Brown wins new terror law by 9 votes
Gordon Brown has won a knife-edge vote on plans to hold suspected terrorists for up to 42 days without charge.MPs voted by a majority of just nine to pass the new laws, although the government appears to have had to rely on the votes of the Democratic Unionist Party to secure the win.
Gordon Brown has won a knife-edge vote on plans to hold suspected terrorists for up to 42 days without charge.
MPs voted by a majority of just nine to pass the new laws, although the Government appears to have had to rely on the votes of the Democratic Unionist Party to secure the win.
There had been strong opposition to the law from opposition parties, and the director of public prosecution Sir Ken Macdonald QC had said he believed extending the period suspects could be held without charge from 28 to 42 days was unnecessary.
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But Mr Brown and home secretary Jacqui Smith have maintained that the change is needed to cope with increasingly complicated threats from international terrorism.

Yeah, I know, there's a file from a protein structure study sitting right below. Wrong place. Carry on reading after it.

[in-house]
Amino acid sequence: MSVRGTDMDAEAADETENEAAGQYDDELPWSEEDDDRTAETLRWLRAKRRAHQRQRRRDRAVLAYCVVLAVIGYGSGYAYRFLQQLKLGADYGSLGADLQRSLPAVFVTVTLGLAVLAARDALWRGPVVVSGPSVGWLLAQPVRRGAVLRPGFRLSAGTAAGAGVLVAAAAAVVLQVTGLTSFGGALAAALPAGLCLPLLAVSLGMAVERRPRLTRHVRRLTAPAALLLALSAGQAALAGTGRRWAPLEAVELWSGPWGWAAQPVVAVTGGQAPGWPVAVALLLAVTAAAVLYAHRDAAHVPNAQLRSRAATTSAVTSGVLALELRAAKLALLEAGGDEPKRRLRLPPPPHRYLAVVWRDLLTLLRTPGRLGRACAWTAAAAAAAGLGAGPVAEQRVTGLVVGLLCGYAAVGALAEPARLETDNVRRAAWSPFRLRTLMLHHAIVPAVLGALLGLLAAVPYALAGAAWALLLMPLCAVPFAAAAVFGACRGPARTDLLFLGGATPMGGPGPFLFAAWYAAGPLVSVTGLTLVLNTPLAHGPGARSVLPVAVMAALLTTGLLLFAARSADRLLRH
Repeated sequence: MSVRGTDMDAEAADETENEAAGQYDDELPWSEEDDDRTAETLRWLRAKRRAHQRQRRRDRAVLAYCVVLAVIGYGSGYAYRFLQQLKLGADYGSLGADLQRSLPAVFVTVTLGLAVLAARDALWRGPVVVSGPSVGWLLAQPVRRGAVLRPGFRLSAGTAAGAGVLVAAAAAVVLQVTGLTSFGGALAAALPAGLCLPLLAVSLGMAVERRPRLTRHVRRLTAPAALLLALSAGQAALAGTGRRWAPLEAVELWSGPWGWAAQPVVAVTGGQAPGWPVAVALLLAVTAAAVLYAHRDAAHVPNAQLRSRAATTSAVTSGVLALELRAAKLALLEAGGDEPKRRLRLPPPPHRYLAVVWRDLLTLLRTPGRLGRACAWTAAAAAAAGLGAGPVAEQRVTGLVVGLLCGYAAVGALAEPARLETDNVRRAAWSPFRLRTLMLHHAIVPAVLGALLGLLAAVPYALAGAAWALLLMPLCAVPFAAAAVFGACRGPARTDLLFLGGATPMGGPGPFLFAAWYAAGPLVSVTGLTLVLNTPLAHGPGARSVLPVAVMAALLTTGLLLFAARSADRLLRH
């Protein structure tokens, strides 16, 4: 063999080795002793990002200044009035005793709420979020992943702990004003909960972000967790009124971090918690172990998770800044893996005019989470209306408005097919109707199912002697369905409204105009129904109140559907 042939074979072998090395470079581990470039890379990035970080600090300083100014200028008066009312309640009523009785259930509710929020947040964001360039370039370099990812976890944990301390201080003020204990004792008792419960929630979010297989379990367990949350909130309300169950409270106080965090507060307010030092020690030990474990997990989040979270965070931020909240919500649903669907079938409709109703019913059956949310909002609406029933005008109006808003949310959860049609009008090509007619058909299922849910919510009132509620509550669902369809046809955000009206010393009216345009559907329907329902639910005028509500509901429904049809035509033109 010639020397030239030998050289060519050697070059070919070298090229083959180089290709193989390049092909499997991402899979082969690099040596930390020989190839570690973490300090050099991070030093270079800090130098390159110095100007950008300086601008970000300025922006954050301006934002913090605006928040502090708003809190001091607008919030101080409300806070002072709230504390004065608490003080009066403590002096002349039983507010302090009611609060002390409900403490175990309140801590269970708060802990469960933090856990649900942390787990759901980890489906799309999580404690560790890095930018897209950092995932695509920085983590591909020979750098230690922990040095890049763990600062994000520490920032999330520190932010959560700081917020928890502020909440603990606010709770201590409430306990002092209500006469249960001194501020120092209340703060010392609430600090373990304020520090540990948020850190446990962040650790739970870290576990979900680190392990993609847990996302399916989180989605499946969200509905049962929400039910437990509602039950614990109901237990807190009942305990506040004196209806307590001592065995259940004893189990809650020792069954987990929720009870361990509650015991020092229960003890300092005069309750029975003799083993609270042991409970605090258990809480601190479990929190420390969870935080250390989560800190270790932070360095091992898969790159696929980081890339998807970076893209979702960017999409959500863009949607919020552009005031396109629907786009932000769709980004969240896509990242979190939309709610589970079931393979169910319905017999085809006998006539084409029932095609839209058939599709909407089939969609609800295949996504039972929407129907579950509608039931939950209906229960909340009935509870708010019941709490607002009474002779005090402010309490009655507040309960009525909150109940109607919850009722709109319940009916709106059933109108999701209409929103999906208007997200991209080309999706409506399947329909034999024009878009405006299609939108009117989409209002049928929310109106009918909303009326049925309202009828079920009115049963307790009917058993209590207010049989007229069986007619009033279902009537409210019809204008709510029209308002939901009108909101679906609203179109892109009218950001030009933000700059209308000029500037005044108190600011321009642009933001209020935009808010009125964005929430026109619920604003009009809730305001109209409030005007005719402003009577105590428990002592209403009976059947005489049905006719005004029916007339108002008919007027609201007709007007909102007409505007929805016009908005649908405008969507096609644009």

Around 37 Labour MPs are thought to have rebelled against the Prime Minister and voted alongside the Conservatives and Liberal Demorats.
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Despite the Commons win, the House of Lords is expected to reject the changes which could now 'ping-pong' between the two chambers for up to a year.
At that point the Commons could force the law through against the wishes of the Lords.
Former prime minister Tony Blair suffered his first Commons defeat over earlier proposals to extend the period of detention to 90 days.